Cyber War

Cyber War

The Next Threat to National Security and What to Do About It

Book - 2010
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Security expert Richard A. Clarke goes beyond "geek talk" to succinctly explain how cyber weapons work and how vulnerable America is to the new world of nearly untraceable cyber criminals and spies. This sobering story of technology, government, and military strategy involving criminals, spies, soldiers, and hackers begins the much needed public policy debate about what America's doctrine and strategy should be, not just for waging, but for preventing the First Cyber War.
Publisher: New York : Ecco, c2010
Edition: 1st ed
ISBN: 9780061962233
Branch Call Number: History 363.325 Cla
Additional Contributors: Knake, Robert K.


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WVMLStaffPicks Sep 14, 2014

As a former national security advisor to several US presidents, Richard Clarke warned America about the rise of global terrorism. Now he warns policy makers about a new type of asymmetrical threat: cyber warfare. From foreign espionage, to an aging, vulnerable North American power grid, the varying effects of cyber warfare have already been felt around the world. This book serves as a serious warning; future wars could very well be started with a single keystroke that renders an adversary’s critical infrastructure useless.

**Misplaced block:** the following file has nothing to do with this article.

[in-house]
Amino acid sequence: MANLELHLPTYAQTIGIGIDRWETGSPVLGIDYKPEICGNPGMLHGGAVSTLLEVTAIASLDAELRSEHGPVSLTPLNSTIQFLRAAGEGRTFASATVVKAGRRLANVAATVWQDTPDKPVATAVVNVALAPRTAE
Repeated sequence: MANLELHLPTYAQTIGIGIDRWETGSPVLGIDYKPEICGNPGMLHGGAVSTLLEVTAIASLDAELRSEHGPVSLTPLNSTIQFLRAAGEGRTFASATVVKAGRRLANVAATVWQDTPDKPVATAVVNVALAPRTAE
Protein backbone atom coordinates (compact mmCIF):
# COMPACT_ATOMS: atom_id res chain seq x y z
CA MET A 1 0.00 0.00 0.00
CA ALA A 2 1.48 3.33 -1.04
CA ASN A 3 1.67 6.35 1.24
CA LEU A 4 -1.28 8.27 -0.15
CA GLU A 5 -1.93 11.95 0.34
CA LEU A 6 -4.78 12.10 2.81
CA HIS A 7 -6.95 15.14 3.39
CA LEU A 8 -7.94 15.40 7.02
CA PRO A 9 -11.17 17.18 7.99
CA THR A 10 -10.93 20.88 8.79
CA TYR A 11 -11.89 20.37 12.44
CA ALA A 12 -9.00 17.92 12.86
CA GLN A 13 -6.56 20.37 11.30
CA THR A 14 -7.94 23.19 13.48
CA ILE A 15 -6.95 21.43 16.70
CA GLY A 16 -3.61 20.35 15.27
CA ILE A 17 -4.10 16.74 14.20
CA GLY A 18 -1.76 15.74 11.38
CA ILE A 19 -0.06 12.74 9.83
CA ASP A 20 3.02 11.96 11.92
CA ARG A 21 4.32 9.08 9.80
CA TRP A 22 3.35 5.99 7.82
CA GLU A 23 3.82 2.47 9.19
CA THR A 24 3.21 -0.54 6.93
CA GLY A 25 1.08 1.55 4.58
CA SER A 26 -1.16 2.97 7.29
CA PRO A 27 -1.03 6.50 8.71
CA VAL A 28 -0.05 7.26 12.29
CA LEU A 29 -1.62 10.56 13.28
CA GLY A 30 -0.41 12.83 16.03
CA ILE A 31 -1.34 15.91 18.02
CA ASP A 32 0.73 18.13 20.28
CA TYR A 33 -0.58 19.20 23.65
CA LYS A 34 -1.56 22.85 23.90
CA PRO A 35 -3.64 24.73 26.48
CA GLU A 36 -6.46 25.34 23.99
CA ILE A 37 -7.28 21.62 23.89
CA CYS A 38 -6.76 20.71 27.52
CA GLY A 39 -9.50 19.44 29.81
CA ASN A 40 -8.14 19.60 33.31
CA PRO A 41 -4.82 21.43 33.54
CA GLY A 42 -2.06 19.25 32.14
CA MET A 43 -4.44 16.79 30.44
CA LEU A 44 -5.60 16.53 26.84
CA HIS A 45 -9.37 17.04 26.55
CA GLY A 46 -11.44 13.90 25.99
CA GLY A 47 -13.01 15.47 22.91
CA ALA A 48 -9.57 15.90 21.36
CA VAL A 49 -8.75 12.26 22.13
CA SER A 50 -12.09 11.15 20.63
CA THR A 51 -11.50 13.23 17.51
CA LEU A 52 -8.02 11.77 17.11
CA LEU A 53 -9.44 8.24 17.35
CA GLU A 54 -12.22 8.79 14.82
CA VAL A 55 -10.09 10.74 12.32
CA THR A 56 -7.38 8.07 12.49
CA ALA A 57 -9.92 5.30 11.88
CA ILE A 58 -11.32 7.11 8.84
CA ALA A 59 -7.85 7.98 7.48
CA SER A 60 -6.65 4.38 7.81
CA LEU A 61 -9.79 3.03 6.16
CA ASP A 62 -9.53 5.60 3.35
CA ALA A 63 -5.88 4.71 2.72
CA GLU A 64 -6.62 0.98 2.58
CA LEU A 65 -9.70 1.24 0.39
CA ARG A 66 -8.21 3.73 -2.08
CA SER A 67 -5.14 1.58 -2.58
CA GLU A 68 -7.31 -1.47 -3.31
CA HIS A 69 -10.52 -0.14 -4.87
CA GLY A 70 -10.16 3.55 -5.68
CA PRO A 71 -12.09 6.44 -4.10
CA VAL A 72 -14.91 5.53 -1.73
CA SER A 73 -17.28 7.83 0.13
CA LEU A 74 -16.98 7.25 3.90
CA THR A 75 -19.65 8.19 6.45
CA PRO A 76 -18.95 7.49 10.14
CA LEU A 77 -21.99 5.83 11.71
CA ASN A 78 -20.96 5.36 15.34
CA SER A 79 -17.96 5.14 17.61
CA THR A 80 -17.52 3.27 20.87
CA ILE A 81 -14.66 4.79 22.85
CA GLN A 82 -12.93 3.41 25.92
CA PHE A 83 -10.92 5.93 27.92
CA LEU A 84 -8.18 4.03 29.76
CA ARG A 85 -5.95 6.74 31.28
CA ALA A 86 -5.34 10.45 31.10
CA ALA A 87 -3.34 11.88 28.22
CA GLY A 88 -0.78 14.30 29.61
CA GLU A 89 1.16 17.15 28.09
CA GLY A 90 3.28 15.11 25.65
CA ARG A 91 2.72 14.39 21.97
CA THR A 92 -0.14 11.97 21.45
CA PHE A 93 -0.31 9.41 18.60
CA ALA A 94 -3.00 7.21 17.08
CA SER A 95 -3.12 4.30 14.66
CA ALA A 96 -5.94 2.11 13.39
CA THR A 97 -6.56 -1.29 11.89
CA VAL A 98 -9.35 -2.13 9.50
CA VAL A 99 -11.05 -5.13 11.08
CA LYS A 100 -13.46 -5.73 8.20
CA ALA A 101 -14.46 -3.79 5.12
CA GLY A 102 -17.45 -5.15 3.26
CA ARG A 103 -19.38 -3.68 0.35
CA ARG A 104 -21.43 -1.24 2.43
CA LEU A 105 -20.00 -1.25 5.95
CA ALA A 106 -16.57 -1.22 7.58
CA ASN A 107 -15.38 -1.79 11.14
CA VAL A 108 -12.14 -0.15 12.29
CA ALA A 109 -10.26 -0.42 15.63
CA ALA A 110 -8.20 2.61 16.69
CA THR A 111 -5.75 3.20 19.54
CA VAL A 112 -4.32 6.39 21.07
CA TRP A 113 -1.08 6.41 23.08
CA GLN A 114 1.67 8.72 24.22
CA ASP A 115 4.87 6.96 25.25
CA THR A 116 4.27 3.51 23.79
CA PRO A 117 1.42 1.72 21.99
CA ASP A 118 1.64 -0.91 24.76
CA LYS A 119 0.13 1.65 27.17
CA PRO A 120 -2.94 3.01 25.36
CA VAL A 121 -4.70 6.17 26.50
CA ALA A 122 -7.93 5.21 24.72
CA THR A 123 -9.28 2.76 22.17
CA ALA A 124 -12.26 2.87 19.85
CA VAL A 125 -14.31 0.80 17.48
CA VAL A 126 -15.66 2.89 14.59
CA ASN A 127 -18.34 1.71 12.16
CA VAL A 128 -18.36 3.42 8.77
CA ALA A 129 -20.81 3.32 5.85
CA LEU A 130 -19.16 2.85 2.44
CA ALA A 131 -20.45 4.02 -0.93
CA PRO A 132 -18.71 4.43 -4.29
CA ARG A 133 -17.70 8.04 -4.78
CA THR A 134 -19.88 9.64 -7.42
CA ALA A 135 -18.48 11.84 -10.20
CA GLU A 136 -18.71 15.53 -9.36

Jun 12, 2014

Disclaimer of built-in bias: Clarke is really more or less part of the group which supported the offshoring of America [offshoring jobs, technology and investment to China and elsewhere] and now they are warning us about what they did. Whoopie dooo! Yes, Creech AFB had a keylogger malware [that's the base which launched the drones illegally into Iranian airspace] and yes, they were hacked down by the Iranians, so either they or another party was responsible for that hack, and Iran paid them for it. But maybe the American Empire should stop positioning nuke carriers a few miles off the coast of Iran, and stop overthrowing governments bordering Russia, and stop overthrowing democractially-elected presidents of Honduras?

Jun 12, 2014

There are many lessons to learn about war conducted on the Internet, or “Cyber War,” which may be coming to your neighborhood soon, and I did learn some things new. However, the author(s), as well-schooled as they are, jump around between detail and oversimplification. . For example, they show great attention to detail in describing the journey of a single information packet, but the off-handed treatment of very complex subjects such as the development of modern computers as no more than a few steps away from coding the number five in binary. They also speculate a lot, for example, and implying that if cyberwar broke out, then the worst-case scenario is the most likely scenario. And perhaps more annoying, they tend to talk down to their readers, who, for the most part, are likely to be rather knowledgeable in these subjects.

gwsuperfan Sep 02, 2010

An excellent overview of the risks a networked infrastructure pose to our National Security from a military perspective. Strikes a good middle ground between technical minutiae and the big picture.


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